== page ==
It is more than regrettable that some people, apparently carried away by sanctimonious zealotry, believe that social justice can be achieved by disparaging the past.
People of great accomplishment are being vilified for perceived wrongs of centuries ago. Christopher Columbus is now viewed as some kind of satanic character. Whose next on their hit list?
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A number of our nation’s Founding Fathers, including George Washington and Thomas Jefferson, were slave owners. Abraham Lincoln was far more interested in preserving the Union than with abolishing slavery. Franklin D. Roosevelt permitted segregation in the Armed Forces on the theory that Blacks were ill-equipped to fight side-by-side with whites. And the list goes on.
Shall we tear down every statue of those vital contributors to this country’s success? Shall we rename every place and every institution bearing their names?
William P. Gottschalk, Lake Forest
Calling on black fathers
Guidance and support from black fathers is needed more than ever. Our sons and daughters are on the frontlines in the fight for racial equality and justice in a world where black lives seldom matter. As we enter the fifth week of protests for criminal justice reform, our children need their father’s crucial involvement to help set the course for future generations to come.
They will not get there alone, though their tireless efforts are heroic, if the lives that they fight for don’t include the voices of black men and fathers, the struggle may very well be lost.
Many people have lost their lives due to police brutality and excessive force. It is a call to action for black men who believe and want to see real change. The whole world may well be watching, but as fathers it is our solemn duty to love, support, and protect our kids by any means necessary. This Father’s Day, we honor all fathers who want to see a brighter future for their kids, and those who have died trying to make a world of difference.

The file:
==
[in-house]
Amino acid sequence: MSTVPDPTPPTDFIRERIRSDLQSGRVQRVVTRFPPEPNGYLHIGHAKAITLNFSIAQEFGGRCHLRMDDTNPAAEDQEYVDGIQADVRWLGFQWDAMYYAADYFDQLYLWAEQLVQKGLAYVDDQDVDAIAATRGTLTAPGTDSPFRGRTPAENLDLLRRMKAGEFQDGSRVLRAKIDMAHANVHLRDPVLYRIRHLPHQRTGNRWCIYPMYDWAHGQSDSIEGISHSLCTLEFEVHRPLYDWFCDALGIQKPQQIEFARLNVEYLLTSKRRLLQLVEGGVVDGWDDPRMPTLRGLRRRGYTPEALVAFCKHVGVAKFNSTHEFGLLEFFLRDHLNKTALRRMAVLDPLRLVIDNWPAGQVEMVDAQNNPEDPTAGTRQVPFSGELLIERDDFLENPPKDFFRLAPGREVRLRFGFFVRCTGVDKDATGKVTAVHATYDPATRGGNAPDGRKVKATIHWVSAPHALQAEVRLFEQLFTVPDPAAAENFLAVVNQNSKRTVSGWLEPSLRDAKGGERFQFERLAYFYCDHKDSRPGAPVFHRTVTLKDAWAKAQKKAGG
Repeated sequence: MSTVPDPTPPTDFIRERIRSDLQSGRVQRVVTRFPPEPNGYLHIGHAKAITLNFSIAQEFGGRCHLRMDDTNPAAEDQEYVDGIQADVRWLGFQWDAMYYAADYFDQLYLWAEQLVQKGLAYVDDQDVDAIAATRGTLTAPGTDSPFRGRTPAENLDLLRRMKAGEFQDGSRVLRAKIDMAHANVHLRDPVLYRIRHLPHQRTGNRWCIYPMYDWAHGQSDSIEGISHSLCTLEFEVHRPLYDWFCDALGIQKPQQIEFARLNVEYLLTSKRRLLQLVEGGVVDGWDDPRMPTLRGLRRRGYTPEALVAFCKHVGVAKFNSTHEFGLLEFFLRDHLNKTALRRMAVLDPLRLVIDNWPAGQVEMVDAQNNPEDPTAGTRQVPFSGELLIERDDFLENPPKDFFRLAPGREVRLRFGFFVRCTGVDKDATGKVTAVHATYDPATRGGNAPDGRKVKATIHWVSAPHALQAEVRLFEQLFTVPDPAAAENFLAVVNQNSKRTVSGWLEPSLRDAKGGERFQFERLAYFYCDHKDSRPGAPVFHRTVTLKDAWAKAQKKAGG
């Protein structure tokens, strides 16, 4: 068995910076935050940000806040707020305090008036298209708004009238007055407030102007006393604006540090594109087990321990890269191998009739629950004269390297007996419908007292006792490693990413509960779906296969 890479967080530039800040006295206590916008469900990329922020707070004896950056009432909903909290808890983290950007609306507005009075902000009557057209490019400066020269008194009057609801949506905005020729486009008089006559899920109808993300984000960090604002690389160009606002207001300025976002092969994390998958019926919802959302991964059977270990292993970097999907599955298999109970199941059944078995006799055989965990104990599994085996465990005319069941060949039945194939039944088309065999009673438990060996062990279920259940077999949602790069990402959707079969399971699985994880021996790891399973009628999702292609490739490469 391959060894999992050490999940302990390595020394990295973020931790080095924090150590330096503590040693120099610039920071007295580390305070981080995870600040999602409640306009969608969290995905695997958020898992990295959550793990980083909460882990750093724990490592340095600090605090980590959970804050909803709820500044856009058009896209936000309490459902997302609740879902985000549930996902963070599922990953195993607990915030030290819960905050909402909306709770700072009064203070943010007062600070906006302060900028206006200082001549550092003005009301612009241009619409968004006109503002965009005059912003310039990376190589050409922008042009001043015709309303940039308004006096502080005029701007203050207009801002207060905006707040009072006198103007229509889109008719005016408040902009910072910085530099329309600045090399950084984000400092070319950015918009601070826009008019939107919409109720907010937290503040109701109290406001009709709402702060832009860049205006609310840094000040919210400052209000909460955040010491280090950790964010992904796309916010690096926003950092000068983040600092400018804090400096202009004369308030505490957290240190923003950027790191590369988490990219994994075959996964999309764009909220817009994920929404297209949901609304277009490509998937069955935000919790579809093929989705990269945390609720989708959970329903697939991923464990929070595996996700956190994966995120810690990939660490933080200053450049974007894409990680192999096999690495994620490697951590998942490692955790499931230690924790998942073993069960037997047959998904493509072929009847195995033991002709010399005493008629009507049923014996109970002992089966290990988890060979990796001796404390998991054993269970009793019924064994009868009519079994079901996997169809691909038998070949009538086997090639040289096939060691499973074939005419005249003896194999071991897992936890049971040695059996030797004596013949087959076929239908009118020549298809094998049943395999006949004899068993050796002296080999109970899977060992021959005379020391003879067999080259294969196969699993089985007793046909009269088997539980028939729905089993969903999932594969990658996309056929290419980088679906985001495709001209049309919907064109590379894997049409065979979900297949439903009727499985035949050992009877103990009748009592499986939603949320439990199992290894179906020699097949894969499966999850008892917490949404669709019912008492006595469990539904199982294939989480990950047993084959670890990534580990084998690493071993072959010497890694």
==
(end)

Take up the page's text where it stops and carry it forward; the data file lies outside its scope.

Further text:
William J. Booker
Founder of Black Men Matter
Trump marches followers into danger
President Trump should have been a general in the Civil War. On the Confederate side. The way he likes to rev up his troops to attend rallies and the Republican National Convention without masks or social distancing, with no concern for illness or death, reminds me of that long line of Confederate troops crossing a field at Gettysburg under deadly Union fire. All that unnecessary risk. For what?
Maybe Trump thinks he’ll end up with a glorious statue or military base named in his honor.
Kevin Coughlin, Evanston
Why not a capital “W”?
I cannot understand the Sun-Times’ new policy with respect to capitalizing the words black, brown and white. Referring to people by color is wrong to begin with, as there are many shades of people from many different backgrounds, cultures, countries, ethnicities and races. A generalized label is always inaccurate. But not capitalizing “white” while capitalizing “Black” and “Brown” is divisive and not inclusive at all.
I know that people’s actions are more important than any words, but I do not agree with this policy change.
Mike Tully Hillside
Condescending policy change
The Sun-Times’ decision to capitalize “Black” when referring to Americans of African heritage might be well-meaning, but it comes across as condescending and patronizing, especially the part of your explanation about “Black art and culture” not being as “disparate” as the culture of white Americans. Really? The notion that blacks are culturally homogenous is no more accurate than the notion that we all look alike.
Who are these omnipotent arbiters who presume to define the so-called Black experience? Everyone, whatever his or her ethnicity , is unique to a lesser or greater extent, and certainly African Americans should not be treated as a group that must be catered to for the sake of societal harmony.
Samuel C. Small, Roseland